Induction, in logic, is making a prediction about future behavior based on past behavior. Your buddy Joe has always been a person of integrity the entire four years that you’ve known him, so you can trust him to maintain his integrity the next time it is put to the test. He almost certainly will hold on to your prized collection of Star Wars die-cast collectibles while your apartment is being fumigated.

In essense, you can think of induction as a statistical argument. If Beth has gotten hammered 89% of the times that you two have went to the bar, the chances are the next time she goes to the bar with you she will get hammered. You can trust her to get completely wasted and have to carry her home.

Faith vs. Doubt

Some have said that faith seeks understanding. But after looking into the above thought experiments, I cannot see how this can be the case. Doubt, on the other hand – by its very nature – seeks understanding. Look at how all of our “knowledge seeking” statements begin: Who? What? When? Where? Why? How? These words are all “doubt” words. They are “uncertainty” words. “Question” words. Without these words, we would have no straightforward means of discovering knowledge about the world we live in.

Every single modern convenience is built on the foundation of doubt. This is because every single modern convenience follows from some sort of rigorous methodology, which only functions because of doubt. This is why there are peer-reviews, double blind studies, external controls, independent verification, etc. They are all predicated on the concept of doubt.

The entire school system is built on doubt. This is why we take tests. This is why we defend theses. We don’t get end of year exams because our professors have faith in us, we get end of year exams because of the concept of doubt. We don’t stand in front of boards and present an oral defense of our thesis because of faith. It is presented under the pretense of doubt.

We’ve been conditioned to think of doubt as a negative virtue. But doubt is the only reason why we even know anything to a high degree of certainty. Well, doubting and then testing; but we would never test something unless we doubted it first. Conversely, we’ve been conditioned to think of faith as an across the board positive virtue. But it isn’t. From the starting point of faith, we have no reason whatsoever to test something. This is because test implies doubting.

If I have faith that it is 9:31am, does this mean that I actually know what time it is? Would this faith prompt me to actually check the time? Of course not; actually checking the time implies doubt on my part.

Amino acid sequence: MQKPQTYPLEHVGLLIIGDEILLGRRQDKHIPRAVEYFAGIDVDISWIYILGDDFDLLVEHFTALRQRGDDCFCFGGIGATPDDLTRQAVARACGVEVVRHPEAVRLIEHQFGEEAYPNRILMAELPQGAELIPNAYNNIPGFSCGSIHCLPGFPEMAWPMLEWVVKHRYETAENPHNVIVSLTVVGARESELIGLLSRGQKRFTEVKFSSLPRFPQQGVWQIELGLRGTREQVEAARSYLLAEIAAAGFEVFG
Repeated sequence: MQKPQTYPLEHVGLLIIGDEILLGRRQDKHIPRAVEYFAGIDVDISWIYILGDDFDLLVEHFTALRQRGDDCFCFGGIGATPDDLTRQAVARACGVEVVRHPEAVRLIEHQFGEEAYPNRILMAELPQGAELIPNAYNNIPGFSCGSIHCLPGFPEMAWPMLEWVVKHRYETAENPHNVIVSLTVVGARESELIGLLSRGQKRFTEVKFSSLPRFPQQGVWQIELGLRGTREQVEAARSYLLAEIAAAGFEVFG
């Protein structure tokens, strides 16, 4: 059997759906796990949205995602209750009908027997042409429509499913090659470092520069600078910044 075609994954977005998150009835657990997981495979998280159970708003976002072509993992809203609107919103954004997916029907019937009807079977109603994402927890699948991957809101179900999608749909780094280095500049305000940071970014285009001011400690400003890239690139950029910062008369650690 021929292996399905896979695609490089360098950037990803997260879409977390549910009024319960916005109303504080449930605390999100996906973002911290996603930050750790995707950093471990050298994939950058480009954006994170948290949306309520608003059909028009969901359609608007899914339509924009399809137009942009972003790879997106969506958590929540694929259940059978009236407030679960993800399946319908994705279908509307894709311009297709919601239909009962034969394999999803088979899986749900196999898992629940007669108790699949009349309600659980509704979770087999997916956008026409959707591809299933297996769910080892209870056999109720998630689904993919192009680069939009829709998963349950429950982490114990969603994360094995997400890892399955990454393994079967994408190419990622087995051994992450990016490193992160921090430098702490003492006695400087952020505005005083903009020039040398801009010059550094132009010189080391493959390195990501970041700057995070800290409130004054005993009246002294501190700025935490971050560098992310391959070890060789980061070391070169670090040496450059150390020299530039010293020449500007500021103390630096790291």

“Embracing uncertainty is one of science’s great strengths–it allows new information to modulate judgments and correct mistaken beliefs. The skill is in distinguishing between what is certain and what isn’t (or at least what lies closer to one end or the other of that spectrum). Editorial, SCIENCE NEWS Dece. 4, 2010

A system built on doubt is a system that encourages self-correction. What system of self-correction is there in one predicated on faith? Self-correction itself implies doubt; I do not see how any faith system can self-correct without outside influence.

The Role Of Faith

It seems as though faith really only has currency in religious discussions. But why even allow it currency there? Liberal religionists try to distance themselves from their more fundamentalist or conservative bretheren. But would this even be necessary if faith was not seen as a virtue? Liberal religionists who recognize that faith is a virtue are the springboard for the fundementalists. “See?”, say the fundamentalists, “Faith is a virtue, and I am exercising my virtuousness just like you are”. It is only a difference in scale.

It seems the easiest way to rob the extremists of their power would be to remove the idea that faith has some sort of inherent value. Unfortunately, it seems as though even the most liberal religionists believe the same – so they would in effect be removing their only reasons for believing. Faith is the common thread between the liberal and fundamentalist religionist.

As long as faith is seen as a virtue, we can continue to encounter people who think that faith based actions such as 9/11 are virtuous.

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Posted by on January 12, 2011 in faith, self-deception